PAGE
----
The longer school day added 30 minutes to my school’s day.  Of that time, 15 minutes were allocated to “transition,” or moving through the hallway. Another 15 minutes extended teacher preparatory time and gave students additional time in art, music, physical education, technology, and library. The impact of this change was that it became more difficult to run after-school or before-school programs, and we lost 30 minutes of collaborative time each week. After two years of implementation, I would be hard-pressed to claim that our students have reaped any instructional benefit from this increased time, especially when I consider the strain on my school caused by the two-week strike. 

CPS now expects its schools to provide daily physical education classes and intervention blocks, as well as several hours each week of arts instruction and English Language Learning intervention. This instruction is obviously important, but CPS did nothing to enable principals to really enact these new initiatives. It has been incredibly difficult to find time in the instructional day on top of two-hour literacy blocks and other lengthened core subject times, much less the accounting around how to fund these positions when the resources are not provided to cover all the mandates.

CPS has left principals with the choice of where to fail students, rather than the choice of how to ensure each student has an education that is holistic, community-based, collaborative, evidence-based, equitable, and student-centered.

Disrespect, lack of collaboration drive away talent

Unfortunately, when systems stop considering the humanity of those working within them, employees with power in turn begin to disregard those working with them within the system. I have lost count of the number of times I have watched my colleagues and myself be disrespected in meetings or emails. I have sat through lengthy budget rollout meetings where principals were spoken to with empty platitudes about how they are the “levers of change,” while plans have not contained raises for administrators at any point in the past four years. These same presentations from leadership continued with sarcastic remarks that any school that wishes to give up its funds is welcome to do so, if we feel so strongly about how funds, such as those raised by schools through facilities rental, are distributed and thus negatively impact our colleagues’ schools.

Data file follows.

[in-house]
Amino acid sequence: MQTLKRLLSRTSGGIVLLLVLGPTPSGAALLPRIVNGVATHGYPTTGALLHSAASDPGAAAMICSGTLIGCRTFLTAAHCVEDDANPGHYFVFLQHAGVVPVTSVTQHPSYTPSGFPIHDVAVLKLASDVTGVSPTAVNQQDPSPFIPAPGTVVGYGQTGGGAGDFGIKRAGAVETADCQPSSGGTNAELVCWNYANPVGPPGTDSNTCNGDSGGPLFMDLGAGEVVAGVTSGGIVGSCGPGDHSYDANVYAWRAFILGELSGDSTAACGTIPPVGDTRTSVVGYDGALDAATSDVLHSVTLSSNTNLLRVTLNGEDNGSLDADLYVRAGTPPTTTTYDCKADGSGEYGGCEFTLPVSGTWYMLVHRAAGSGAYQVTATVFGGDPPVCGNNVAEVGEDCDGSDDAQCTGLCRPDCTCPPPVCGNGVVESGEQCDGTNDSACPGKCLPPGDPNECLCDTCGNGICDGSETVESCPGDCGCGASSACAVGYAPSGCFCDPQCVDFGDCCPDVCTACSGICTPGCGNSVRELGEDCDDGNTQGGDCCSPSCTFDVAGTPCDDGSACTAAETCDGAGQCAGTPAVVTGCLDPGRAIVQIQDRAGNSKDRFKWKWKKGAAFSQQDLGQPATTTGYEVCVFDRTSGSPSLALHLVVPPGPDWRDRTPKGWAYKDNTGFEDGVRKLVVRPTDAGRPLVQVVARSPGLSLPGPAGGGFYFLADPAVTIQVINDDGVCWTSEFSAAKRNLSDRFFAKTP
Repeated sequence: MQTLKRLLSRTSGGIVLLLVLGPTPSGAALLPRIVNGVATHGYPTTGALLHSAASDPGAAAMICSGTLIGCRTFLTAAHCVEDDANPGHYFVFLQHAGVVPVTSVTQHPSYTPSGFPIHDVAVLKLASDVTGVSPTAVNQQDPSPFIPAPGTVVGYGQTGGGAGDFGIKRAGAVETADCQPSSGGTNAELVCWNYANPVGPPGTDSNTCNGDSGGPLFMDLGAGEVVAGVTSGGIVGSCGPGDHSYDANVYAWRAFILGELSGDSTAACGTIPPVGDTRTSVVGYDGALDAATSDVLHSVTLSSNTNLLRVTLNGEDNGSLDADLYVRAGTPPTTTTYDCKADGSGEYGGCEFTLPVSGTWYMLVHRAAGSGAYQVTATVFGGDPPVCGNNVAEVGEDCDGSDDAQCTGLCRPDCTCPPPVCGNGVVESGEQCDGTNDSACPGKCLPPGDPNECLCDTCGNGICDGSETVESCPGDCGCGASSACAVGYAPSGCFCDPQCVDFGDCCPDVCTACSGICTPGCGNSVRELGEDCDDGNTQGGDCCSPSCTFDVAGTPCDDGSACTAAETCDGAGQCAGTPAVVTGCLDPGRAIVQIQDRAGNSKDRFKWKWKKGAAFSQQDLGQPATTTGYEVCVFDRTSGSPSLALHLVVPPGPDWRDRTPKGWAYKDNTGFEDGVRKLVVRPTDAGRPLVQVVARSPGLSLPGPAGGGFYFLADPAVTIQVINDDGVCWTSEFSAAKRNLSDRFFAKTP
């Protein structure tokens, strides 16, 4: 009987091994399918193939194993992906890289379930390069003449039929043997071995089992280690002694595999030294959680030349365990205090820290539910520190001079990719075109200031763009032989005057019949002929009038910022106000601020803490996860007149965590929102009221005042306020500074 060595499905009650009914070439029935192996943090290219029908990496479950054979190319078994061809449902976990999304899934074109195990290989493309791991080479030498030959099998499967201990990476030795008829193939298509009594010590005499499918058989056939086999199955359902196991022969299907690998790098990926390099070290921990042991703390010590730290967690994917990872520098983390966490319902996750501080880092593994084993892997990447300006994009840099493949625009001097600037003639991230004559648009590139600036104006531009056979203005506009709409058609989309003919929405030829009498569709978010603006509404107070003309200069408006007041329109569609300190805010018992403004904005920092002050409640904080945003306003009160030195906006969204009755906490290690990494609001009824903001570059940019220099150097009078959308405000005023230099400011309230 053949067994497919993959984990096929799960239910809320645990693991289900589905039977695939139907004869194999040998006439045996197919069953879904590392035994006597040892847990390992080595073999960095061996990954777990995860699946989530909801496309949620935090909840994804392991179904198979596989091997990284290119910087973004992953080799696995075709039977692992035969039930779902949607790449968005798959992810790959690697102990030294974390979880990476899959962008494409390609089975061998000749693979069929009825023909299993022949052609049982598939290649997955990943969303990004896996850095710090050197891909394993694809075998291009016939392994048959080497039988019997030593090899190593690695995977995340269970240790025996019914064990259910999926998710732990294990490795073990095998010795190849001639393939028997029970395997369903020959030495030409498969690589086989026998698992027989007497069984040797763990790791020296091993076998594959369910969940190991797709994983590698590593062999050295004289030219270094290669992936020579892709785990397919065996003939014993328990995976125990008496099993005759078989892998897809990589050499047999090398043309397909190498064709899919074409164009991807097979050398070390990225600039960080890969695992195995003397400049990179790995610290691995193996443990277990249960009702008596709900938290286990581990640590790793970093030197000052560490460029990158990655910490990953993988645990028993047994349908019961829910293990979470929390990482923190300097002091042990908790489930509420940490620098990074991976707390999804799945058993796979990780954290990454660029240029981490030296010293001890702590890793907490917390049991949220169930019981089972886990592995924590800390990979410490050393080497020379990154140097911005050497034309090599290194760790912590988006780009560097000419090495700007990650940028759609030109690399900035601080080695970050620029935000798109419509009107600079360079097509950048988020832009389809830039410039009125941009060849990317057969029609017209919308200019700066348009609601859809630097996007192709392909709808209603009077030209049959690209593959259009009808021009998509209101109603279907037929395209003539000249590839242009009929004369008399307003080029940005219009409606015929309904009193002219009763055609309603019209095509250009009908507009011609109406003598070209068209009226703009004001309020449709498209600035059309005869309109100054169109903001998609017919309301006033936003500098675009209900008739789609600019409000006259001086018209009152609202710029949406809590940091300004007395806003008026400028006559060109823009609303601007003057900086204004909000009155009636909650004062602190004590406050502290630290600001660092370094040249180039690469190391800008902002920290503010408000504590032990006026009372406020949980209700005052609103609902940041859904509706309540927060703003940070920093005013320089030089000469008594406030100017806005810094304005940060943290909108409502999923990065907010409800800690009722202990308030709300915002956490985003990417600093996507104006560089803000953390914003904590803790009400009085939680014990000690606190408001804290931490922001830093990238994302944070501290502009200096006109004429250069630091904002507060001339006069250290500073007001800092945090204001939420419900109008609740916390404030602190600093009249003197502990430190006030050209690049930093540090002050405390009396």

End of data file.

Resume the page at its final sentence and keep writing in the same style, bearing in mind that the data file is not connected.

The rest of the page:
When administrators have raised their concerns in these meetings, such as what to do when we see lunchroom employees in tears from being overworked as the district cut school positions by 33% to 50%, there is no response.  Instead, our employees are given veiled threats by nutrition service management to figure it out or find a new job.   I have routinely witnessed similar insensitivity to the uprooting of our schools’ custodial and engineering staff.  We are in the business of developing people, but these days, there is a lack of development and support for those doing that work. 

We need rigorous standards that prepare students for college and advanced citizenship. We need high-quality assessments that provide information on what each student knows and require students to demonstrate learning. We need evaluation systems that let teachers and administrators know where they are effective and where they need to get better. We need systems and policies throughout the district that will support this work and that are designed to put the student experience at the center. 

However, if we do all these things with a process that does not invite collaboration along with teacher and principal voices, we will not only fail in our efforts to retain talent–we will fail to act humanely both towards our educators and our children. 

Adam Parrott-Sheffer is principal of Mary Gage Peterson Elementary School